Empty council flats close to HS2 construction site to become low-cost art studios

Construction of HS2 at Euston is on hold. Photograph: Julia Gregory

Homes left empty because of disruption and noise from HS2 building work could be used as low-cost studios for artists.

The government has put the brakes on construction of the multi-million-pound rail link at Euston after costs spiralled – but not before many families on the Regents Park estate had had enough.

The National Audit Office said a new HS2 station at Euston could cost £5bn – £2bn over the budget.

Camden Council wants to put the 153 flats to good use over the next two years whilst the uncertainty remains.

People have moved out of most of the flats in the estate’s three blocks.

HS2 and the Department of Transport agreed a £29.2m compensation deal with Camden Council to compensate affected residents.

One resident had testified: “Sleeping is very difficult. There is noise all day. All the windows are closed all day. When they drill my bed shakes. My blood pressure has gone up.”

Another family spoke about their son’s skin problems, which his doctor put down to pollution and dust.

Camden has now teamed up with the Bow Arts charity to use the flats as low-cost workspace for artists and creatives.

The council has applied for change of use for the flats, but was keen to point out that this would not affect any flats still used by residents.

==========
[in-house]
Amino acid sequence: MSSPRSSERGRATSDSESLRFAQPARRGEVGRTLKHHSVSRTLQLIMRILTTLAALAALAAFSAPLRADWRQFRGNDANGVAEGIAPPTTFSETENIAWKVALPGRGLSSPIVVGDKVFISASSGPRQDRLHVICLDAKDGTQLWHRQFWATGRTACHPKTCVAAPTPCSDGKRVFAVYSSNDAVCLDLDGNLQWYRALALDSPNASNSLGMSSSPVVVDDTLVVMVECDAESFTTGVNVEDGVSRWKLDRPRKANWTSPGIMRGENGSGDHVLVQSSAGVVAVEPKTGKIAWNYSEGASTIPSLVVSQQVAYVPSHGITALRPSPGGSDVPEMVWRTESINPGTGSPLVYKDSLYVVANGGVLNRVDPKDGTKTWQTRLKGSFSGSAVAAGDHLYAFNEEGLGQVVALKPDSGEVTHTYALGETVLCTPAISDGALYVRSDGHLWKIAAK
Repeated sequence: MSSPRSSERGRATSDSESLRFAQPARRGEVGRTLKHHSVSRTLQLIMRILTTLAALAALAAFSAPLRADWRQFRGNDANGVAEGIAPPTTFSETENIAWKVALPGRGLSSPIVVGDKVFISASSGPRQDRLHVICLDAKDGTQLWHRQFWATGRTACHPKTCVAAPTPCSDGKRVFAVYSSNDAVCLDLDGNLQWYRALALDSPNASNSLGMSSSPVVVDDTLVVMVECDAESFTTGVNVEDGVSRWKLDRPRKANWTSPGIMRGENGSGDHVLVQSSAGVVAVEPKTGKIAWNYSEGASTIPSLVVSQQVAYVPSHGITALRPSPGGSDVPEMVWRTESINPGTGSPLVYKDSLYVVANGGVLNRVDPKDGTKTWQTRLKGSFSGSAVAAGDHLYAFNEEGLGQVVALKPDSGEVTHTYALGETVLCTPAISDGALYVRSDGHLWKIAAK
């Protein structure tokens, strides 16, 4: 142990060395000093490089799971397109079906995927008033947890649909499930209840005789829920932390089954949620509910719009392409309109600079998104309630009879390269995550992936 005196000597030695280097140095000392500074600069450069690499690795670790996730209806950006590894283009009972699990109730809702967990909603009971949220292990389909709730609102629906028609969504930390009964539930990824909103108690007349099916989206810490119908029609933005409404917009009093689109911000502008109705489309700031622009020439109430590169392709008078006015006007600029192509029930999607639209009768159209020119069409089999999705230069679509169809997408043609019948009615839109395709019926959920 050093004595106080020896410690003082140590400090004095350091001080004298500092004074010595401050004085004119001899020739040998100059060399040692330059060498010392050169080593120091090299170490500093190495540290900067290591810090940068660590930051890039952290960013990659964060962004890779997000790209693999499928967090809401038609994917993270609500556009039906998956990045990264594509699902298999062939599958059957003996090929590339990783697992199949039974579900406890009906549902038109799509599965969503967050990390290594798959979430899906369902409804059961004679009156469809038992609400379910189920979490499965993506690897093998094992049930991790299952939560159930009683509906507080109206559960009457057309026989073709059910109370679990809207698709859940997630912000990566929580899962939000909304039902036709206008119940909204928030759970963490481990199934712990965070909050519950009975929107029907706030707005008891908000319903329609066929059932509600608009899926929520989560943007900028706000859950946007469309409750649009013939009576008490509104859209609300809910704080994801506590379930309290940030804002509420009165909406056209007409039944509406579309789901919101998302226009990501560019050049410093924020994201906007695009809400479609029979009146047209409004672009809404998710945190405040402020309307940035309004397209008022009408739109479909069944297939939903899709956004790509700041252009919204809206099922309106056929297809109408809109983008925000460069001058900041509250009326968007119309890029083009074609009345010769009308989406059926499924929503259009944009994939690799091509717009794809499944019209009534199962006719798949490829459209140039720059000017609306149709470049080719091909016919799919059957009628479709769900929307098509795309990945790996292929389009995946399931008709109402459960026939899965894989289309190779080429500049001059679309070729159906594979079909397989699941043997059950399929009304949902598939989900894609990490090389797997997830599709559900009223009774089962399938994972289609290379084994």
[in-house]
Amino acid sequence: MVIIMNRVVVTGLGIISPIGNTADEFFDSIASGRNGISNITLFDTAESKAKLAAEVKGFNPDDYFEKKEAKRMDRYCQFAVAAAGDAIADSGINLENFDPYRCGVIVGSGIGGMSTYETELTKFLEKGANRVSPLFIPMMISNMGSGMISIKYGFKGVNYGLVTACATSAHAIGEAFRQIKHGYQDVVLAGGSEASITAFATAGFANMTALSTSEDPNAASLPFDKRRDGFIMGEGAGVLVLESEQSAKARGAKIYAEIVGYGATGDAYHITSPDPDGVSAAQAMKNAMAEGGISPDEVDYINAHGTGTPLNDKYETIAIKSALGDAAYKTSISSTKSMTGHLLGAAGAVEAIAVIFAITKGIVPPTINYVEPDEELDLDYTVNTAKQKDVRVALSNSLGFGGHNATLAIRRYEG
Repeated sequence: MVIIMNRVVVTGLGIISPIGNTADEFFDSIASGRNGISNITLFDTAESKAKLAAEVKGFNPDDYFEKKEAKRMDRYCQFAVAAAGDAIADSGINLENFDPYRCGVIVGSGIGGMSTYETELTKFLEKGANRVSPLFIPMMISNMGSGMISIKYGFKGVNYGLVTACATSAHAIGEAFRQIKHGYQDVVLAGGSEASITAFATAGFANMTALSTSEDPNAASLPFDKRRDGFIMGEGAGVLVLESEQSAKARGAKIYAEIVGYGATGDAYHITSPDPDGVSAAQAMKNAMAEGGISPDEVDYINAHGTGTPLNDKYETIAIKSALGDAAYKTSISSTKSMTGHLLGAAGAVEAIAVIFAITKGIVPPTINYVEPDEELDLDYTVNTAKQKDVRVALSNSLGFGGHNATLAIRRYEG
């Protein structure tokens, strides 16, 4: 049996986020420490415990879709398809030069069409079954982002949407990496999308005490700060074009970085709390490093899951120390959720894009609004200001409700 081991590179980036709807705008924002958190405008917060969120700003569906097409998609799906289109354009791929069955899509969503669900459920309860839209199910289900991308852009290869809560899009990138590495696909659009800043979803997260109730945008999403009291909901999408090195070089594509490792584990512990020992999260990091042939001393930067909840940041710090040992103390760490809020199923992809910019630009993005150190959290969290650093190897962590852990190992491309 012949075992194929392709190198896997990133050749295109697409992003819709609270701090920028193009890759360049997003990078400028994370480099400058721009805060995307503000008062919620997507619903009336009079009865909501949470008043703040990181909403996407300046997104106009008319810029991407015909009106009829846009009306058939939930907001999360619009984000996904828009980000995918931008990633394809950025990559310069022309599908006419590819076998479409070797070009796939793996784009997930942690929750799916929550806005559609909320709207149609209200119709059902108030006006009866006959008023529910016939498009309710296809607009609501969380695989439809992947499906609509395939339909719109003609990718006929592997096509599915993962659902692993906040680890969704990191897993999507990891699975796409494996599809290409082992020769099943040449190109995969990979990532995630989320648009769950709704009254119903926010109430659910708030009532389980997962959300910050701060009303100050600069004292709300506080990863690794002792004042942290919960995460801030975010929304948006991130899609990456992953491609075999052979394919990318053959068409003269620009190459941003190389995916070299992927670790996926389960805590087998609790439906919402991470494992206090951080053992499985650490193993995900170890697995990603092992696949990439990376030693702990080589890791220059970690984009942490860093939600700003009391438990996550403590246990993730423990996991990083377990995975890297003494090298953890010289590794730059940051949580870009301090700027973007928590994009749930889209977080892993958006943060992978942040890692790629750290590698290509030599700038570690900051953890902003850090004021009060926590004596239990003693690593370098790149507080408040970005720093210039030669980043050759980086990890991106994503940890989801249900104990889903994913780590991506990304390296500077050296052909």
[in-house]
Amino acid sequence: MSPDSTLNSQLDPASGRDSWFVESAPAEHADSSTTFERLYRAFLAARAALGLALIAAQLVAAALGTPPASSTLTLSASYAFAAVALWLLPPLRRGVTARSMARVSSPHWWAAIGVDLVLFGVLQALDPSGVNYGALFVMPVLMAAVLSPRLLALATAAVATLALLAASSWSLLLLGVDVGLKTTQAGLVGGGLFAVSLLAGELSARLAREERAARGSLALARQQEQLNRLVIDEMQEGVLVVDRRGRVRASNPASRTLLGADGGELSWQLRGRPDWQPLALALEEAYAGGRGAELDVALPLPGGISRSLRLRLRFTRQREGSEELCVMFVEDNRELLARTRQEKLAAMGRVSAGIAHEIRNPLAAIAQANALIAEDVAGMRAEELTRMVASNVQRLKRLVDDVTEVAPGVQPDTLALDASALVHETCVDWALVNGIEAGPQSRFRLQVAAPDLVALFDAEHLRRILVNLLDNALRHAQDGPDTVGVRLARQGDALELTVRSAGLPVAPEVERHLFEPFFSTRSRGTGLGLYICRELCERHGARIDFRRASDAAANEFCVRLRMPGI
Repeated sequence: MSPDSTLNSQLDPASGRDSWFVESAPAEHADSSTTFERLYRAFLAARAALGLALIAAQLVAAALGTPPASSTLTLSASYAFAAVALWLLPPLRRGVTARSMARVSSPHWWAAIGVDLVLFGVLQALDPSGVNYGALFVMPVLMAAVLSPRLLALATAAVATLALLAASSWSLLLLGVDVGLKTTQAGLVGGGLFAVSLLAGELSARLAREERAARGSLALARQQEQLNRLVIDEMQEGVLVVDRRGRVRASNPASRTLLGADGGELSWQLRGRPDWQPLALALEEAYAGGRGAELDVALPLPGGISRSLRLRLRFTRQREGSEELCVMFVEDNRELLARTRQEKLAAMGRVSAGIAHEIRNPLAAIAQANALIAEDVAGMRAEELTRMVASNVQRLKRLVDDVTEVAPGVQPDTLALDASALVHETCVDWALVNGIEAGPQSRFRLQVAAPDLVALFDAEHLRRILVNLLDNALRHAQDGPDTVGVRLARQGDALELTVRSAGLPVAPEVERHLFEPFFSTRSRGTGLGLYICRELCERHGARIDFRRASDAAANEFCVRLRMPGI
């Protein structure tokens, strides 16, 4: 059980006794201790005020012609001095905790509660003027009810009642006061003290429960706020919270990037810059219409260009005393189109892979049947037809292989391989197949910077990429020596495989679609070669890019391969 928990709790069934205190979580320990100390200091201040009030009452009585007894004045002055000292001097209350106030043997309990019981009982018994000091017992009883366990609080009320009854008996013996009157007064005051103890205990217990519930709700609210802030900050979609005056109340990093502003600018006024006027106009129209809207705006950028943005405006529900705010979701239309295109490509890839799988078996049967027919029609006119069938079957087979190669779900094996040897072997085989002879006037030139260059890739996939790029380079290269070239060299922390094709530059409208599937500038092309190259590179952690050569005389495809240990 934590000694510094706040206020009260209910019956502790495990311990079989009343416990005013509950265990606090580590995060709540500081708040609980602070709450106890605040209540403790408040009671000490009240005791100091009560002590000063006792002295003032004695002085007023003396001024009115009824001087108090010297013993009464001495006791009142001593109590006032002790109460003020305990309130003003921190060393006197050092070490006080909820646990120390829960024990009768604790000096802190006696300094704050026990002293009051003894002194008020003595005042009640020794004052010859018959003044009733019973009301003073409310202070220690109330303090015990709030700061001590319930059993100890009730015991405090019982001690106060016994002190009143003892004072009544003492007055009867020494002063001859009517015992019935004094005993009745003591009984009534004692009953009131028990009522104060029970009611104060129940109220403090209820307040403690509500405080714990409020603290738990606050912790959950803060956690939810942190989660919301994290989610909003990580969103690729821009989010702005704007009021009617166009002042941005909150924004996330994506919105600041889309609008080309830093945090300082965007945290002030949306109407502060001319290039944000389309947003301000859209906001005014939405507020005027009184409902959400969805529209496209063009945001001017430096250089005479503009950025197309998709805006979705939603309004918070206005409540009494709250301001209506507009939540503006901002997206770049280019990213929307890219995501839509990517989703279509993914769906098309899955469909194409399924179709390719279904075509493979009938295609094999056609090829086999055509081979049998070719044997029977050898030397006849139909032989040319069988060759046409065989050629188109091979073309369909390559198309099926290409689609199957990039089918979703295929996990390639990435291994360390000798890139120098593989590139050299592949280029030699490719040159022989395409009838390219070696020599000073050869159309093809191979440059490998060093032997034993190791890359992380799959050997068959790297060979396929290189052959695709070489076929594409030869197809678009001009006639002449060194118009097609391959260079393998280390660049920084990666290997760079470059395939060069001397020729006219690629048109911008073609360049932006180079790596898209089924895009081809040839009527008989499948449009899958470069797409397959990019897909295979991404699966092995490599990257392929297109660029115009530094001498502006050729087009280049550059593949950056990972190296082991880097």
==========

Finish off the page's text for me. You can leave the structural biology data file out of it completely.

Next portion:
There are no plans to re-let the flats currently because they are so close to the mammoth building site.

The council’s planning committee previously granted short-term permission for 25 flats to be used as workspaces as a pilot project.

Bow Arts would act as a landlord and there would be a capped monthly rent. The plan is to see main bedrooms and living rooms used as workspace, while kitchens, bathrooms and heating would be shared.

The council thinks a three-bedroom flat could offer four to five workspaces.

One remaining resident in the blocks suggested the workspaces should be limited to completely empty floors.

They also raised concerns that it could pose a security risk if unknown people had keys to the building.

The council said it would not be practical to restrict workspaces to empty floors as flats would be handed over when they become available.

Applicants would have a face-to-face interview and a copy of their photo ID will be kept on file. There will also be on-site managers.

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